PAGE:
v.      Finally, It is because He IS God’s Son, that He STAYED on the cross.

b.      [Slide 17] 41-43 – In the same way even the chief priests – together with the experts in the law and elders – were mocking Him: “He saved others, but He cannot save Himself! He is the King of Israel! If He comes down now form the cross, we will believe in Him! He trusts in God – Let God, if He wants to, deliver Him now because He said, ‘I am God’s Son’!”

                                                               i.      Here we are again. Not only the commoner Jew is rejecting Him, but here the Jewish Religious Elite continue to mock and reject Him. It wasn’t enough that they plotted to kill Him, now they revel in their victory.

                                                             ii.      He saved others but cannot save Himself – no guys, he is saving others AND himself right now by obeying His father and drinking the cup and enduring unto death.

                                                            iii.      He is the King of Israel! Said in a mocking tone – but truer than they knew.

                                                           iv.      If He comes down now from the cross we will believe in Him!

1.       Two things – 1 if He comes down from the cross now, he is unworthy to be believed in.

2.       2 – May this be a caution to the skeptic who says, if God only would… then I would believe. Waiting for signs will leave you waiting and condemned. This is the sign you will receive – the Sign of Jonah. He will be in dead in heart of the earth until the third day. And will be raised. His death and resurrection is the only sign you will be given. Don’t miss it looking for another of your own choosing.

                                                             v.      He trusts in God and claims to be His Son… so let God deliver Him now.

                                                           vi.      This is a near quote from Psalm 22:8 – A Psalm about the Suffering Messiah. A psalm that indicates that proof of the Messiah would be if He trusts in God and the Lord delights in Him, the Lord will rescue Him.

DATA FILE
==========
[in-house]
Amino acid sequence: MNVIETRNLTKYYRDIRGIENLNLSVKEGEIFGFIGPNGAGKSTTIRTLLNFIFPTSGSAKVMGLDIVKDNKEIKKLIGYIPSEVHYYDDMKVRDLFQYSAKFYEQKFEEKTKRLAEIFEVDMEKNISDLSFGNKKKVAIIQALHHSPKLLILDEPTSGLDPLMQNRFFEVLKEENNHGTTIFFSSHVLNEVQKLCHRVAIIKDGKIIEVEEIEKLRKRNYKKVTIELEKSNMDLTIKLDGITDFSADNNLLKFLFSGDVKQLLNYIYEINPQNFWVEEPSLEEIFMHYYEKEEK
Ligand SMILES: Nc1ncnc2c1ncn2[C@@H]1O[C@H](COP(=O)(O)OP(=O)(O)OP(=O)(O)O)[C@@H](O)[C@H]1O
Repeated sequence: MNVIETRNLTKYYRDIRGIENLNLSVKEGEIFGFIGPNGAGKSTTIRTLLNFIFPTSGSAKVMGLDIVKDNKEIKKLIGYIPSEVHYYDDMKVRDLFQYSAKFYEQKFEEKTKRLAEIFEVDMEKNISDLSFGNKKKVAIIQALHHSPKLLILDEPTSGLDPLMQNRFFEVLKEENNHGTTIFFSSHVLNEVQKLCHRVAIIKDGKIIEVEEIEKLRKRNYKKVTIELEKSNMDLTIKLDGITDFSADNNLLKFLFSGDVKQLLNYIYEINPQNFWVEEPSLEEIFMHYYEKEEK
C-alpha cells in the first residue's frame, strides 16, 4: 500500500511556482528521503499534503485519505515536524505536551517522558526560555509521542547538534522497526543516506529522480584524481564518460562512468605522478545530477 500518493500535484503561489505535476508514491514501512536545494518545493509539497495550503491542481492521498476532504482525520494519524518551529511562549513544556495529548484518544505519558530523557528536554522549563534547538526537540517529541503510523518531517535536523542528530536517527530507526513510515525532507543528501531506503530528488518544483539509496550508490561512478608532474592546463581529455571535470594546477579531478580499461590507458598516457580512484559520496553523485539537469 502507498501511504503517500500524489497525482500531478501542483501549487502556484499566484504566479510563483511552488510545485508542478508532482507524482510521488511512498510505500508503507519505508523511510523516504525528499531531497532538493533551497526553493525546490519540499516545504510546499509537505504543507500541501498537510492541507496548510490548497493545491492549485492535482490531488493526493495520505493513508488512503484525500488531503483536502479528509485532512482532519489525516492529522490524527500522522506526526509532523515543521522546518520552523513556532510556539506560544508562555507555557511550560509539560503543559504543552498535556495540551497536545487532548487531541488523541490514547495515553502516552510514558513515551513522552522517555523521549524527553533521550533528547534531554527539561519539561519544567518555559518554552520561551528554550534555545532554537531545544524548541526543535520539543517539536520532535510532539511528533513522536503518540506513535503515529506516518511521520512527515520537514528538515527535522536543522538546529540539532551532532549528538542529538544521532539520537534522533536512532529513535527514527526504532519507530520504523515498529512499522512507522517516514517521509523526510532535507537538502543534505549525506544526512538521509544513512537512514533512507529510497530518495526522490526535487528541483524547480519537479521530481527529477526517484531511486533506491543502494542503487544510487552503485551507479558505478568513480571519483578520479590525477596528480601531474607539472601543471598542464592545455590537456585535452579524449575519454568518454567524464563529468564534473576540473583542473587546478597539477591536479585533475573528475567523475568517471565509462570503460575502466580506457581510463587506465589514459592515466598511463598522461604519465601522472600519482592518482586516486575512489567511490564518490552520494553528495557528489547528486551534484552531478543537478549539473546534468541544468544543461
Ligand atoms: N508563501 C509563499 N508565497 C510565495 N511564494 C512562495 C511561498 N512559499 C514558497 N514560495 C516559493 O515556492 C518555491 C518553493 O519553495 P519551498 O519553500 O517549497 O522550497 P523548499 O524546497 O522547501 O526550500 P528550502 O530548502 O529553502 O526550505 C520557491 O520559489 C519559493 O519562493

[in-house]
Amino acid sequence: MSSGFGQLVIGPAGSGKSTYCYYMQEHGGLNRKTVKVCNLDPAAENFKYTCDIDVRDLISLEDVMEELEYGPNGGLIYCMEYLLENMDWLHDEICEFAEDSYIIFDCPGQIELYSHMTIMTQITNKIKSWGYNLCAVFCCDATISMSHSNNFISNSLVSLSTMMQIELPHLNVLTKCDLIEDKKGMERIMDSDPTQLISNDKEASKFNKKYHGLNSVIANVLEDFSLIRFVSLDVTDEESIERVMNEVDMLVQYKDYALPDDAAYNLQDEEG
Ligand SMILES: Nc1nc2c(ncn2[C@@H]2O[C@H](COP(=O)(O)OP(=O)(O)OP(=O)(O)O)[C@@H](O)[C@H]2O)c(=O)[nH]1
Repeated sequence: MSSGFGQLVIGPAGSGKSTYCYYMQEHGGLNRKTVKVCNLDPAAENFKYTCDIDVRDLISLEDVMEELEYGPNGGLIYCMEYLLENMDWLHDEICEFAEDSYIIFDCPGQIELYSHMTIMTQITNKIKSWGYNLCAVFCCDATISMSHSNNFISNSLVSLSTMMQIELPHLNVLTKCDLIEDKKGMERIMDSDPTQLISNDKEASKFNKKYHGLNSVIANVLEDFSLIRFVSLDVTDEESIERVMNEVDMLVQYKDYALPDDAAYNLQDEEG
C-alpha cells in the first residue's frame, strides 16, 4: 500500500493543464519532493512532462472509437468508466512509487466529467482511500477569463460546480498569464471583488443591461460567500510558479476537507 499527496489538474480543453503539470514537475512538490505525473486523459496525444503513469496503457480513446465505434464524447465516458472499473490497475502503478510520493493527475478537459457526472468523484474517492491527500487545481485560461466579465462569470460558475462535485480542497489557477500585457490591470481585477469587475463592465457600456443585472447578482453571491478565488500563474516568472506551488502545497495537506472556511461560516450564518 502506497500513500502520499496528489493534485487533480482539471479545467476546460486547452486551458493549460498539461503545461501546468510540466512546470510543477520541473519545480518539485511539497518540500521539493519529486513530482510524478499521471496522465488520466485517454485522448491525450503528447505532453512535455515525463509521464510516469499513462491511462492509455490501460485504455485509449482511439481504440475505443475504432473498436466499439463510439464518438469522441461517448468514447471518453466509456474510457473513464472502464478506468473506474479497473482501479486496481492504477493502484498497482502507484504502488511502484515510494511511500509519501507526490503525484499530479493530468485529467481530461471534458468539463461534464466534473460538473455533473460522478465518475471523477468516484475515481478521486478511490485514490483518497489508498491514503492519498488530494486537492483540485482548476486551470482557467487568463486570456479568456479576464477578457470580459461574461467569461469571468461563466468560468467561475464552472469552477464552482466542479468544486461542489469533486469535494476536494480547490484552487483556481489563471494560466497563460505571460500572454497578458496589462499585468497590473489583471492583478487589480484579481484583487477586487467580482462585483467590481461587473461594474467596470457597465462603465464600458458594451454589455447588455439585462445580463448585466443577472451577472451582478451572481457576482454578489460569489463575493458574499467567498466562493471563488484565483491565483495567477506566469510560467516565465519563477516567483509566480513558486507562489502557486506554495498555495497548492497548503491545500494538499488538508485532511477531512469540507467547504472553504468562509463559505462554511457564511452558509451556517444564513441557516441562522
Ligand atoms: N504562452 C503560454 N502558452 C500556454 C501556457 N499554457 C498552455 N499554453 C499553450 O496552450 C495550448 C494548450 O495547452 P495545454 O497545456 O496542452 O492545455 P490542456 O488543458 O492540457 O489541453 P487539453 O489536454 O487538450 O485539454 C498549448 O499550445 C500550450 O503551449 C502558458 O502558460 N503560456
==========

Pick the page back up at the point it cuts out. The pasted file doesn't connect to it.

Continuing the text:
vii.      And God the Father would deliver Him from eternal death – but only after He completed His mission.

c.       [Slide 18] 44 – The robbers who were crucified with Him also spoke abusively to Him.

                                                               i.      Not only common Jews, and the religious elite, but even the zealots. Insurrectionists. Nationalists.

                                                             ii.      As we know, Jesus who is called the Christ took the place of Jesus Barabbas. Although we cannot be sure, perhaps these two men were associates of Barabbas, and Jesus literally took the death of Barabbas. And like Isaiah 53: 12 says, he was counted among the transgressors.

                                                            iii.      People walking by, seeing the sign that read the King of the Jews, and seeing the sign that read insurrection above the heads of the other two, would naturally assume that Jesus was a revolutionary and these two his advisors. Thus part of His shame is to be thought to be a part of something He went to great lengths to distance Himself from throughout His ministry.

                                                           iv.      But even these zealots abused Him with their words, no doubt not wishing to be associated with Him.